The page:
Symptoms depend on defect size and magnitude of the left-to-right shunt. Children with a small VSD are typically asymptomatic and grow and develop normally. In those with a larger defect, symptoms of HF (eg, respiratory distress, poor weight gain, fatigue after feeding) appear at age 4 to 6 wk when pulmonary vascular resistance falls. Frequent lower respiratory tract infections may occur. Eventually, untreated patients may develop symptoms of Eisenmenger's syndrome.
Auscultatory findings vary with the size of the defect. Small VSDs typically produce murmurs ranging from a grade 1 to 2/6 high-pitched, short systolic murmur (due to tiny defects that actually close during late systole) to a grade 3 to 4/6 holosystolic murmur (with or without thrill) at the lower left sternal border; this murmur is audible shortly after birth. The precordium is not hyperactive, and the 2nd heart sound (S2) is normally split and has normal intensity.
Moderate to large VSDs produce a loud holosystolic murmur that is present by age 2 to 3 wk; S2 is usually narrowly split with an accentuated pulmonary component. An apical diastolic rumble (due to increased flow through the mitral valve) and findings of HF (eg, tachypnea, dyspnea with feeding, failure to thrive, gallop, crackles, hepatomegaly) may be present. With large defects allowing equalization of left ventricular and right ventricular pressures, the systolic murmur is often attenuated.
Diagnosis is suggested by clinical examination, supported by chest x-ray and ECG, and established by echocardiography.
If the VSD is large, chest x-ray shows cardiomegaly and increased pulmonary vascular markings. ECG shows right ventricular hypertrophy or combined ventricular hypertrophy and, occasionally, left atrial enlargement. ECG and chest x-ray are typically normal if the VSD is small.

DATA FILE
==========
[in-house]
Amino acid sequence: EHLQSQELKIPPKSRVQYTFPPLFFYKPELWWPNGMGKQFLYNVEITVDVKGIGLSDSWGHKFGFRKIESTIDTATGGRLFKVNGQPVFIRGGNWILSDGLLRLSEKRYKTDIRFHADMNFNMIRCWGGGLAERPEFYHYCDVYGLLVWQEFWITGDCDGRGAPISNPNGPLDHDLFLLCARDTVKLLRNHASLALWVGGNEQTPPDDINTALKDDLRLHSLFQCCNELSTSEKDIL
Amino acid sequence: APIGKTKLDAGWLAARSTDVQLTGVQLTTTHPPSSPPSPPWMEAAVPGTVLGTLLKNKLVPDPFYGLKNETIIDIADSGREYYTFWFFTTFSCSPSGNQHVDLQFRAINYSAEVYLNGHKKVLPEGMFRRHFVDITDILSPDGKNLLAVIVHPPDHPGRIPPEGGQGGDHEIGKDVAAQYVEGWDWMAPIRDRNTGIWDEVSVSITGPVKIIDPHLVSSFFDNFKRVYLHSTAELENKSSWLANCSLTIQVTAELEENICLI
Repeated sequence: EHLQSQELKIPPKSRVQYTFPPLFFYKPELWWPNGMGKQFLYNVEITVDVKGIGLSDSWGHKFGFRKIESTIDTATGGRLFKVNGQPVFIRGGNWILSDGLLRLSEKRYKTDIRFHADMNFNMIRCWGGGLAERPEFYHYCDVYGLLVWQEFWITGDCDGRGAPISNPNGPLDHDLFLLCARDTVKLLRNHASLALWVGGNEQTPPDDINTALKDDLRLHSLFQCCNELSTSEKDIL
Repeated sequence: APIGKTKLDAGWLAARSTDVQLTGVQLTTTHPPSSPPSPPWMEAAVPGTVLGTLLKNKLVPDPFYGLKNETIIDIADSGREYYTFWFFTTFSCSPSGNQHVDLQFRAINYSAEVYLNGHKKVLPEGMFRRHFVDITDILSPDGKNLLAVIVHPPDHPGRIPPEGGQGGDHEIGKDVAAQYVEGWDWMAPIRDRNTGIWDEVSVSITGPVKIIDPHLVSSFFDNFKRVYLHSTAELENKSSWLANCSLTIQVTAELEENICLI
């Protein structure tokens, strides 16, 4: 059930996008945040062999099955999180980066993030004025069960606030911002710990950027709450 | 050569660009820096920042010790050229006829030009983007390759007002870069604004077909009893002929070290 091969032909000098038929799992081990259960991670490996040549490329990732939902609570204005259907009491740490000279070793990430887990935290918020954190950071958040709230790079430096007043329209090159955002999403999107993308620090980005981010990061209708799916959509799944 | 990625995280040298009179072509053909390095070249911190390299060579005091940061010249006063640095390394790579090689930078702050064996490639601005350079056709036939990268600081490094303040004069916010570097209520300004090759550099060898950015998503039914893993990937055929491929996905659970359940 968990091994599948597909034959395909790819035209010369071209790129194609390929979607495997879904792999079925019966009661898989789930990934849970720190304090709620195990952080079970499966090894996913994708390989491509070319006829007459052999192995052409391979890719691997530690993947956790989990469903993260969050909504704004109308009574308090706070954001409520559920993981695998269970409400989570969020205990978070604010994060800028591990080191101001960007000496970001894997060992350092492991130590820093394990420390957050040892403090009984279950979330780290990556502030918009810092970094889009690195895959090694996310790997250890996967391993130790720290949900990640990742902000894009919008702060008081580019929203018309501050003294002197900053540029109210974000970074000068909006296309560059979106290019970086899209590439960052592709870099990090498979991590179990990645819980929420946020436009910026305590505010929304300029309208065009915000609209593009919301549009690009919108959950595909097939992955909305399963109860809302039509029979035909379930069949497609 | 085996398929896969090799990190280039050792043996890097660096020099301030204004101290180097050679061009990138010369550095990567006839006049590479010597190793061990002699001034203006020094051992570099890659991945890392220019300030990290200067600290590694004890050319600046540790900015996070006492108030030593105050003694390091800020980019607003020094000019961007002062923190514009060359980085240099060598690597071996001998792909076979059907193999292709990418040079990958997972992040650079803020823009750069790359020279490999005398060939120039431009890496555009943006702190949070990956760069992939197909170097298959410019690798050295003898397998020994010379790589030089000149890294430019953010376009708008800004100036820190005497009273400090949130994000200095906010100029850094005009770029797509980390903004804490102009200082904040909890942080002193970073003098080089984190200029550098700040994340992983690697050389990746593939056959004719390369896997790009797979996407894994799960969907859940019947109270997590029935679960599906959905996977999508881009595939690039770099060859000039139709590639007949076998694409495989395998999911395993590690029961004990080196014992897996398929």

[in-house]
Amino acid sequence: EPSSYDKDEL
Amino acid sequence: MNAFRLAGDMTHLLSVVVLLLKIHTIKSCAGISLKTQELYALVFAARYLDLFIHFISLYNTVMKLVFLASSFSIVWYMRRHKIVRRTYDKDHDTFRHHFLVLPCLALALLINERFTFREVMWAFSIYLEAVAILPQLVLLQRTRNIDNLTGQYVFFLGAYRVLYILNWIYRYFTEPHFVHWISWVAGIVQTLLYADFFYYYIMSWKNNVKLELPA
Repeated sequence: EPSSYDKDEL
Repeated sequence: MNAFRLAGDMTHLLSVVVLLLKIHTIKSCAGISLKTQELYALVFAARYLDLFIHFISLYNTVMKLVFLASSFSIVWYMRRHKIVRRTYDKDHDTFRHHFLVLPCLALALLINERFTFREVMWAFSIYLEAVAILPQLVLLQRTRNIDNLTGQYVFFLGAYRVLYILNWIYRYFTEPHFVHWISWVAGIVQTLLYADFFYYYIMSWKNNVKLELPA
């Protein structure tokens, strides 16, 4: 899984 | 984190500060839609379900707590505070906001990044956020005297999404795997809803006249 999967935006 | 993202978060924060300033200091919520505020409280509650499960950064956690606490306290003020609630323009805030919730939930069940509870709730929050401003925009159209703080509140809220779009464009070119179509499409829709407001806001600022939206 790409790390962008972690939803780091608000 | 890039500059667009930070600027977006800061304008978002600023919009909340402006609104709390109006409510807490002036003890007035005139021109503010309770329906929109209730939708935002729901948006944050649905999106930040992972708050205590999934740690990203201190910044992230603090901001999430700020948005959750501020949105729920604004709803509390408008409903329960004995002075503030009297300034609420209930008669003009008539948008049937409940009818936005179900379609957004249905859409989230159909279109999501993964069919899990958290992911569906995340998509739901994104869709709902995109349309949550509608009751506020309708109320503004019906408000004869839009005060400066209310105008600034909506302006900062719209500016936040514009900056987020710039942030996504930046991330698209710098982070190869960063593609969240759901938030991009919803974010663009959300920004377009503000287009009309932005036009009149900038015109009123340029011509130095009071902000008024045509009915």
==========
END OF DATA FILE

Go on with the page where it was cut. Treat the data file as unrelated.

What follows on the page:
Two-dimensional echocardiography with color flow and Doppler studies establishes the diagnosis and can provide important anatomic and hemodynamic information, including the defect's location and size and right ventricular pressure. Cardiac catheterization is rarely necessary.
Small VSDs, particularly muscular septal defects, often close spontaneously during the first few years of life. A small defect that remains open does not require medical or surgical therapy.
Larger defects are less likely to close spontaneously. Diuretics, digoxin, and ACE inhibitors are indicated before surgery if HF develops. If infants do not respond to medical treatment or have poor growth, surgical repair may be done during the first few months of life. Even in asymptomatic children, a large shunt (pulmonary flow:systemic flow ratio ≥ 2:1) that persists after 2 to 4 yr requires surgical repair. Current surgical mortality rate is < 2%. Surgical complications may include residual ventricular shunt, right bundle branch block, and complete heart block.
Endocarditis prophylaxis is not needed preoperatively and is required only for the first 6 mo after repair or if there is a residual defect adjacent to a surgical patch.
Last full review/revision March 2010 by Lee B. Beerman, MD
Content last modified February 2012